Join Kevin Yank for an in-depth discussion in this video Expanding selections of code, part of Learning Sublime Text 3.
- [Instructor] So many editing tasks start with a selection, so if you can get your hand off the mouse and keep it on the keyboard as you create text selections you're going to be more efficient overall. Let's start with a simple one. The option key or the alt key on Windows. If you hold option or alt, then using the arrow keys will move you through text one word at a time instead of one letter at a time. And this works in code as well. It's a much quicker way of getting around when you're just browsing for something. And if you simply add the shift key to this you can build a selection as you go.
It surprises me just how many people don't know and use this because it works operating system wide. Looking at things that just work in Sublime Text though. There's a whole bunch of commands here on the selection menu. These expand selection commands are really useful for building up selections. Let me show you what each of them does. First of all, if you've got your keyboard cursor on a word you can instantly select that word with command, D or control, D on Windows. You can select the whole line with command, L or control, L, L for line, that's pretty obvious.
There's this select paragraph command and it's not obvious at first what it's good for, but if your code is structured like this with chunks of code separated by blank lines above and below them, you can select the whole chunk of code using expand selection to paragraph. And if you write code like this a lot like I do, it might be worth finding a keyboard shortcut that you can assign to this command. Going back to HTML code, you can select by tag structure. So if I put my keyboard cursor here in this span tag, then I can invoke the expand selection to tag command with shift, command, A or control, shift, A on Windows.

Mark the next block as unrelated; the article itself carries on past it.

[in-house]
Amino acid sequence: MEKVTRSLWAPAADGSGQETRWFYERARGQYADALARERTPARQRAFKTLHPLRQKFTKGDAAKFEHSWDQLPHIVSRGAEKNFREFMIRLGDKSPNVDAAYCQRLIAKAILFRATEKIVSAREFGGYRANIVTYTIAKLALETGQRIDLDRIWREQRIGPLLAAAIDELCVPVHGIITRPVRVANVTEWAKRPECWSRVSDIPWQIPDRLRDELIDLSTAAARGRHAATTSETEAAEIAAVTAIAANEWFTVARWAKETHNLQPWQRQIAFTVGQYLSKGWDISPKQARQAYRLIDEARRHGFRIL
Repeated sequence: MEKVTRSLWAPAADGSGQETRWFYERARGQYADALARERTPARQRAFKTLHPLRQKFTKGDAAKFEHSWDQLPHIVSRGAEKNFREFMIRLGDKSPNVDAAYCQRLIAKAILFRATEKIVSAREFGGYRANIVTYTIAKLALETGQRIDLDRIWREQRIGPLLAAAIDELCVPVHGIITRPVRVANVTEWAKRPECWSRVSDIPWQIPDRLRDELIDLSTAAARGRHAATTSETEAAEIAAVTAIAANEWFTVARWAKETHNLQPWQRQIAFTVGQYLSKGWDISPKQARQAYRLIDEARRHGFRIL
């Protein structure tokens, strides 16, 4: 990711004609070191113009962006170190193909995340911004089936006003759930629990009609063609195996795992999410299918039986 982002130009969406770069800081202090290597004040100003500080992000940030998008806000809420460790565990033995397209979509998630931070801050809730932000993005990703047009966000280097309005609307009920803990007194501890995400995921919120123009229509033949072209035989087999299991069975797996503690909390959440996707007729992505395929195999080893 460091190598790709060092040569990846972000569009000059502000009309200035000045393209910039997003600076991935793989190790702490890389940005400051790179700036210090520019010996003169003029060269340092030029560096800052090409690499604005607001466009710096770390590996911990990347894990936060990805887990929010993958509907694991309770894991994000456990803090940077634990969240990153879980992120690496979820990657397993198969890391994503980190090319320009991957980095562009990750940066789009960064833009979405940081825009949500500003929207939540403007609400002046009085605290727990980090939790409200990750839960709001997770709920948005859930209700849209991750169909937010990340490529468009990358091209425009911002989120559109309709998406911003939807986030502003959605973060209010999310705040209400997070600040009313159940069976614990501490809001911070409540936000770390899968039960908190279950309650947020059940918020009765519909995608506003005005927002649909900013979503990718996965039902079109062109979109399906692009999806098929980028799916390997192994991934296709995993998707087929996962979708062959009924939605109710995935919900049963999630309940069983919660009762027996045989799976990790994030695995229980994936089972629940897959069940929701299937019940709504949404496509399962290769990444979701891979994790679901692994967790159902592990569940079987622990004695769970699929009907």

Control, shift, M. And again, if you hit it again it'll select the brackets themselves, the parents and so on. You can select by indentation as well if the brackets aren't doing it for you. You can go to an indented line and select by indentation, that's shift, command, J or control, shift, J on Windows. So you hit that and it selects all of the lines that are at that same indentation level, there's just one in this case. You hit it again and it selects the parent indentation level and so on. Again, a very quick way to select the contents of a function or a while loop or anything like that.
Finally, there's select by scope which is kind of of an, if I can see it I can select it feature. Because scope is what Sublime Text uses internally to calculate the syntax highlighting that's applied to your code. So if you can see a piece of code has syntax highlighting applied to it, that is it appears in a different color, you can assume that it is a scope in the code and you can do shift, command, space or control, shift, space on Windows to select it. And this is especially good for squirrelly things like this character entity that would be hard to select any other way.
Shift, command, space instantly selects it for me there and I can see that's a possibility because it's in a different color. So there's all the different ways you can expand selections in Sublime Text 3. And depending on what kind of code you edit you'll want to train some or all of these into your fingers.
Instructor Kevin Yank takes students through the basic, not-so-basic, and downright hidden features of the editor, demonstrating how to use each tool and command to become more productive. Find out how to find and replace sections of code, bookmark your position, leverage helpful shortcuts, edit multiple lines of code simultaneously, and automate some of your work with autocompletion, snippets, and macros. Plus, learn how to tweak the appearance and configuration to make Sublime Text work best for you.
- Juggling multiple files
- Managing files and settings across multiple projects
- Finding and replacing text
- Customizing the look and feel
- Using multiple selections to edit multiple lines and large amounts of text
- Autocompleting code
- Using snippets and macros
- Extending Sublime Text with packages